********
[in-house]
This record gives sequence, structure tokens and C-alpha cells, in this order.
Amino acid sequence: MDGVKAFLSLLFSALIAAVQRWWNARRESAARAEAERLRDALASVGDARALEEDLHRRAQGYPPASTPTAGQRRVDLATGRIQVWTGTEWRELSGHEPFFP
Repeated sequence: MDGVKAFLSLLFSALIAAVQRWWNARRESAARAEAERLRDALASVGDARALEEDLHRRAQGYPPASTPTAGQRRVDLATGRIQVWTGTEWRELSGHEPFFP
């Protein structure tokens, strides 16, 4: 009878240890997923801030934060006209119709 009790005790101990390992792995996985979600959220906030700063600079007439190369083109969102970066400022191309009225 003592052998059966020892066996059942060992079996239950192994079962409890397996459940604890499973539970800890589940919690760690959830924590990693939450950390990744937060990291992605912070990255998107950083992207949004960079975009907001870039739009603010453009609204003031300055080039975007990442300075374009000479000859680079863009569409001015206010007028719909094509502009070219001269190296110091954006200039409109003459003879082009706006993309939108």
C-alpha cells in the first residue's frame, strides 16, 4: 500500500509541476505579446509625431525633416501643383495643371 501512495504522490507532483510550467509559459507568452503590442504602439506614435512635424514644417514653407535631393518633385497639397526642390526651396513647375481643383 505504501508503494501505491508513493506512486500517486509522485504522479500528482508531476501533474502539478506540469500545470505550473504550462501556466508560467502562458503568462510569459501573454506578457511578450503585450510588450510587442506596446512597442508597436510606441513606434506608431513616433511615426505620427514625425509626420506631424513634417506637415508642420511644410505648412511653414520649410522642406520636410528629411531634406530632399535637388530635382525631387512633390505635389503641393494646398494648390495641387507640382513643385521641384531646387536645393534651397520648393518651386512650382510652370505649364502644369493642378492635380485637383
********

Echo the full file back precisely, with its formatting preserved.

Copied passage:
[in-house]
This record gives sequence, structure tokens and C-alpha cells, in this order.
Amino acid sequence: MDGVKAFLSLLFSALIAAVQRWWNARRESAARAEAERLRDALASVGDARALEEDLHRRAQGYPPASTPTAGQRRVDLATGRIQVWTGTEWRELSGHEPFFP
Repeated sequence: MDGVKAFLSLLFSALIAAVQRWWNARRESAARAEAERLRDALASVGDARALEEDLHRRAQGYPPASTPTAGQRRVDLATGRIQVWTGTEWRELSGHEPFFP
């Protein structure tokens, strides 16, 4: 009878240890997923801030934060006209119709 009790005790101990390992792995996985979600959220906030700063600079007439190369083109969102970066400022191309009225 003592052998059966020892066996059942060992079996239950192994079962409890397996459940604890499973539970800890589940919690760690959830924590990693939450950390990744937060990291992605912070990255998107950083992207949004960079975009907001870039739009603010453009609204003031300055080039975007990442300075374009000479000859680079863009569409001015206010007028719909094509502009070219001269190296110091954006200039409109003459003879082009706006993309939108």
C-alpha cells in the first residue's frame, strides 16, 4: 500500500509541476505579446509625431525633416501643383495643371 501512495504522490507532483510550467509559459507568452503590442504602439506614435512635424514644417514653407535631393518633385497639397526642390526651396513647375481643383 505504501508503494501505491508513493506512486500517486509522485504522479500528482508531476501533474502539478506540469500545470505550473504550462501556466508560467502562458503568462510569459501573454506578457511578450503585450510588450510587442506596446512597442508597436510606441513606434506608431513616433511615426505620427514625425509626420506631424513634417506637415508642420511644410505648412511653414520649410522642406520636410528629411531634406530632399535637388530635382525631387512633390505635389503641393494646398494648390495641387507640382513643385521641384531646387536645393534651397520648393518651386512650382510652370505649364502644369493642378492635380485637383